Consultant Gynae & Obstetrician, Dr. Haider Jan Tells How To Differentiate Between Menstrual Pain &  Endometriosis

Endometriosis is an often painful disorder in which tissue that normally lines the inside of your uterus — the endometrium — grows outside your uterus. Endometriosis most commonly involves your ovaries, fallopian tubes and the tissue lining your pelvis. Rarely, endometrial tissue may spread beyond pelvic organs.

Endometriosis is the silent condition that 10 per cent of women are suffering from, but most of them don’t even realise they have it.

It is a condition that’s had a spotlight shone on it in recent years thanks to Ex-beauty queen and TV host, Nike Oshinowo, Nollywood actress and mom-of-2, Uche Elendu, Girl’s creator Lena Dunham’s very public battle with it, and Alexa Chung revealing she has the condition in a viral Instagram post.

It affects one in 10 women and can cause 30 to 50 per cent of sufferers to be infertile. With endometriosis, displaced endometrial tissue continues to act as it normally would — it thickens, breaks down and bleeds with each menstrual cycle. Most women seem not to tell the difference between the condition and period pain.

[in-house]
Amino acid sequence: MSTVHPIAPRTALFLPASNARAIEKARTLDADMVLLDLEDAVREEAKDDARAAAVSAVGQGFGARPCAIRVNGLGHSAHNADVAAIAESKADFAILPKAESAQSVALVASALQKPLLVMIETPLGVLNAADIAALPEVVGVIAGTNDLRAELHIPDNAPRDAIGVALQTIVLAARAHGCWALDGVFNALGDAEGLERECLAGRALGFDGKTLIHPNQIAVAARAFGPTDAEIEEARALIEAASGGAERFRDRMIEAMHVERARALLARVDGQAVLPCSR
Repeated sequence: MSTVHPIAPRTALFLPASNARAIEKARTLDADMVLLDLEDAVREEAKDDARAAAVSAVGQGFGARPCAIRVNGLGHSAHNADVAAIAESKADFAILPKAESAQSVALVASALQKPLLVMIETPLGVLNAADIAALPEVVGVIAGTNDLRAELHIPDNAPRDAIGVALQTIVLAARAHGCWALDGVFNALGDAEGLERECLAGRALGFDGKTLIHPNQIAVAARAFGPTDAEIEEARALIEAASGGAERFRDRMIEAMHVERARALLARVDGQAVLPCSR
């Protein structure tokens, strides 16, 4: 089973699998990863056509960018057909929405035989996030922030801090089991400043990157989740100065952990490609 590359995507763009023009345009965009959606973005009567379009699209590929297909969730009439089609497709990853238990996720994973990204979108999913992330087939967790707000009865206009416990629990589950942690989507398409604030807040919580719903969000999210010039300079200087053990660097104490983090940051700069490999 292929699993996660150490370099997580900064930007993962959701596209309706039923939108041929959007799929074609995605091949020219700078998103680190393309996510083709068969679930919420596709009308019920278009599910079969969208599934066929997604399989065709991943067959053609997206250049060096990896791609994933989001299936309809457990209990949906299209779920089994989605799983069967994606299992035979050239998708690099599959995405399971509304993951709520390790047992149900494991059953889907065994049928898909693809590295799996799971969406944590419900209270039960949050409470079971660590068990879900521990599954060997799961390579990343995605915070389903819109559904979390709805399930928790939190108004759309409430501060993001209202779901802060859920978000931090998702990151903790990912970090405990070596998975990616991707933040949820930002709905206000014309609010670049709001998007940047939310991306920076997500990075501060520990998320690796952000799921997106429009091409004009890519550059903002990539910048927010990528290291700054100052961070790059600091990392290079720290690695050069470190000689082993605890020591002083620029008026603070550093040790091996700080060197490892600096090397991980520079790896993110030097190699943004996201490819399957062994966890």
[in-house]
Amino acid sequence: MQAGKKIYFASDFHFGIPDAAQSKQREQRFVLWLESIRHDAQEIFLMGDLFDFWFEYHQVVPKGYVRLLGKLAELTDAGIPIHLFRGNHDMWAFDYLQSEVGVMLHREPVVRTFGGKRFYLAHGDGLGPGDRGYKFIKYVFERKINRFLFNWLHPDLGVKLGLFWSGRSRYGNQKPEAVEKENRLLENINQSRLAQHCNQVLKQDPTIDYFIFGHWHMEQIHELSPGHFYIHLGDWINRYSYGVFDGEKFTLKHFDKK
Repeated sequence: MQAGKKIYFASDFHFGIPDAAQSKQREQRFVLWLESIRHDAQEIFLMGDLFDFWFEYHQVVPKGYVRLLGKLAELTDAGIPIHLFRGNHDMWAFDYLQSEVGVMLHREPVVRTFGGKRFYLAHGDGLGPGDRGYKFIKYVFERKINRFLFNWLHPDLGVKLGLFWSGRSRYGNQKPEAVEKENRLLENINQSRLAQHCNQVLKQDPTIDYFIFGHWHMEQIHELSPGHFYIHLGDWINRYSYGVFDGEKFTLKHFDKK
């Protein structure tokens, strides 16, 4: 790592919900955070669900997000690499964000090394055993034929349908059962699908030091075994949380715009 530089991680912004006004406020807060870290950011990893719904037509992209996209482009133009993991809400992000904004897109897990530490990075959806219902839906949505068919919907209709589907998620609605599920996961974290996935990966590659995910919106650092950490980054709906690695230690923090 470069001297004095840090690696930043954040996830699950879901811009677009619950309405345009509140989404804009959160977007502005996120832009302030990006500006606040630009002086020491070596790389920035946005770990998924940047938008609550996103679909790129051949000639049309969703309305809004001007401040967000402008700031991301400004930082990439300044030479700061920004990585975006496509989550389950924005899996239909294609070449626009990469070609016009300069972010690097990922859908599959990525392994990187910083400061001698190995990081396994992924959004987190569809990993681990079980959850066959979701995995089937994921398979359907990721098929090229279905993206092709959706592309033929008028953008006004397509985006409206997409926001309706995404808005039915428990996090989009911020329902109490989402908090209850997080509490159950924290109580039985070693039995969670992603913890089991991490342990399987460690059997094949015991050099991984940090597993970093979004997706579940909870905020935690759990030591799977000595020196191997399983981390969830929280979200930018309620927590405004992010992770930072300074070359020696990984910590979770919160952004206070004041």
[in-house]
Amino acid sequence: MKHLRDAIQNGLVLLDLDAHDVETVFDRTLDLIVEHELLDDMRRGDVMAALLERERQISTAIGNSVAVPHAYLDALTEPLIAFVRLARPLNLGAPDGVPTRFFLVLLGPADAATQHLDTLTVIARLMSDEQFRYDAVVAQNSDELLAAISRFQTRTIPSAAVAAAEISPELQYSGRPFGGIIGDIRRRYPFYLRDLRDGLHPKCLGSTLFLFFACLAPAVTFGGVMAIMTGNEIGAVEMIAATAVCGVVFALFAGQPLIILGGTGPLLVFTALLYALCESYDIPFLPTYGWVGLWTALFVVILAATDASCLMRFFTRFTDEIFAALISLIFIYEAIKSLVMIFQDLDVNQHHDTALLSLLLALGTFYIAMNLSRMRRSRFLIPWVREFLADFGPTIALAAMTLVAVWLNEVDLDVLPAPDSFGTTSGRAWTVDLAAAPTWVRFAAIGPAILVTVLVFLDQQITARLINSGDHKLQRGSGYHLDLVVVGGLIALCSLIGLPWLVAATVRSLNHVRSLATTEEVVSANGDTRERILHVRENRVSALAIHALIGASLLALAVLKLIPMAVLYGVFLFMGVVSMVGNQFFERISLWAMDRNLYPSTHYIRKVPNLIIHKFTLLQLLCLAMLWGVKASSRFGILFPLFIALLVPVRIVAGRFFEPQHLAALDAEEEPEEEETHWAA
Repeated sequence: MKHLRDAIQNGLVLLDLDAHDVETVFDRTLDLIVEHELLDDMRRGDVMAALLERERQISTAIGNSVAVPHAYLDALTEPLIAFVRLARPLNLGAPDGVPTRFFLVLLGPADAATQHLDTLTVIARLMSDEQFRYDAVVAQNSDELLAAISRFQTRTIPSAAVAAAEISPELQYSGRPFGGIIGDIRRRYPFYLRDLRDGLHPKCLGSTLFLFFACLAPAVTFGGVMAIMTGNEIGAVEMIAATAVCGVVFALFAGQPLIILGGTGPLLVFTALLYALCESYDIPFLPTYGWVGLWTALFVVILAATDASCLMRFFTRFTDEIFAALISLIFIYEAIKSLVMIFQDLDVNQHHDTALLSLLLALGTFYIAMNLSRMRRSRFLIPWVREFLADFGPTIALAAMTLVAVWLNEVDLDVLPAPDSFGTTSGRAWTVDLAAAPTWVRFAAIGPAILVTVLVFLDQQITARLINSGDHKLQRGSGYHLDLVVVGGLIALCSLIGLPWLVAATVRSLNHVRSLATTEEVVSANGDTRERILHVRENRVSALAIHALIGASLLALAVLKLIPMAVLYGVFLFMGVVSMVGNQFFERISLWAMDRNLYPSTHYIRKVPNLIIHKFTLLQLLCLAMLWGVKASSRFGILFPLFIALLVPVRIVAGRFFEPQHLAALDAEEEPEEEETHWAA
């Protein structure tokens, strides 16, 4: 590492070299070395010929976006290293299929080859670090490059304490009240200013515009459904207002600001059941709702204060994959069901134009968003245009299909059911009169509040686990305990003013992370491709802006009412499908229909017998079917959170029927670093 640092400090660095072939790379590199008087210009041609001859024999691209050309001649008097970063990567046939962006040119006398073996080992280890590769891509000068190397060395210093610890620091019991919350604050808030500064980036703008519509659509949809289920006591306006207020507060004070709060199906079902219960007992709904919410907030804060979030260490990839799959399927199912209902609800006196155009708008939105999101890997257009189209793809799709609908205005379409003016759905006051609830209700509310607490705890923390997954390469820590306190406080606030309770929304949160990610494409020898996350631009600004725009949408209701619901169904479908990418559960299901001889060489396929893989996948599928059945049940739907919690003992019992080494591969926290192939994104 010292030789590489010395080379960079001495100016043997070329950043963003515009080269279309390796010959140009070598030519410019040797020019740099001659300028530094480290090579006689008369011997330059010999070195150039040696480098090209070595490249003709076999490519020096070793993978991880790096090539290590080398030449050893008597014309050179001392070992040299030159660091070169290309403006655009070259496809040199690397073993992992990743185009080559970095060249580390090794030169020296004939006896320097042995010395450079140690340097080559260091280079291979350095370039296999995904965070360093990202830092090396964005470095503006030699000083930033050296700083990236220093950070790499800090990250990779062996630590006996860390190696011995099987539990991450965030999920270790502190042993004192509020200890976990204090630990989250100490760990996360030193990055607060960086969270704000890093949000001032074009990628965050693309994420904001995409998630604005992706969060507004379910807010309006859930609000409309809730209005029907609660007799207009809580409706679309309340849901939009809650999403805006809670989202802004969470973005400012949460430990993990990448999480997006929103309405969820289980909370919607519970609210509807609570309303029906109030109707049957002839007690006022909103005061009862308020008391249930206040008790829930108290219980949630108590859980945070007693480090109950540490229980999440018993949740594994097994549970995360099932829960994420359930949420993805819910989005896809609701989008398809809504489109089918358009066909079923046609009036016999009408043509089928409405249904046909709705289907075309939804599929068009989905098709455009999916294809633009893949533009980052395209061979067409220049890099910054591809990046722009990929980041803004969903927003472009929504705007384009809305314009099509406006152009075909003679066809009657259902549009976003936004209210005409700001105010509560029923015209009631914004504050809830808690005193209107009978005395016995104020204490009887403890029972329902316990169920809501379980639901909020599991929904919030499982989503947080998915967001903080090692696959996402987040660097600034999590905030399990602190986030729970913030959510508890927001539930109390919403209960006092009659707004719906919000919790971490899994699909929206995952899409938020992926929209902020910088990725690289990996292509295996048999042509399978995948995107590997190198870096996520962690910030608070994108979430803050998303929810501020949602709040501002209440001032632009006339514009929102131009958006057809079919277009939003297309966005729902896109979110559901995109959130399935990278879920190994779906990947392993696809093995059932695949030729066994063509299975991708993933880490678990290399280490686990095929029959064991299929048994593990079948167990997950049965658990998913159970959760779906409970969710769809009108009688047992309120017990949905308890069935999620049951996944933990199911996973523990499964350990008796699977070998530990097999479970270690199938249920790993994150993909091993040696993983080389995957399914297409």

Dr. Haider Jan, a Consultant Gynaecologist and Obstetrician at The Lister Hospital, part of HCA Healthcare UK defined endometriosis as:

“Endometriosis is a condition where cells similar to those that line the womb – grow and embed outside of the womb causing pain, inflammation and also in some cases a difficulty in falling pregnant.

It is estimated that up to 10 per cent of women suffer with endometriosis, many of which are undiagnosed. This approximates to almost 1.5 million women, almost as many as those who suffer with diabetes.”

READ ALSO: Ex Beauty Queen Millen Magese Spills on Battle With Endometriosis & Birth of Her Miracle Son: “I had lost several other pregnancies, I didn’t think I could survive another loss” 

Endometriosis is notoriously difficult to diagnose as the symptoms can feel like severe period pain. Dr Jan told the Standard:

“It is very difficult to diagnose endometriosis based on symptoms alone although there are many particular signs one should look out for.

Painful periods, pain leading up to a period, pain during deep intercourse, pain after sex, mid menstrual cycle pain, and pain whilst opening the bowels are key symptoms which would concern me as a consultant.

If a symptom arises around the menstrual cycle it is likely to be hormonally related and so points to endometriosis or Adenomyosis.”

If you think you have any of these symptoms, it’s best to see your GP who can point you in the right direction. According to Endometriosis UK, “the only definitive way to diagnose endometriosis is by a laparoscopy – an operation in which a camera (a laparoscope) is inserted into the pelvis via a small cut near the navel”.

How can you tell the difference between endometriosis and severe period pain?

Period pain is a symptom of endometriosis so it can be easy to dismiss endometriosis as bad cramps. Dr Jan explained: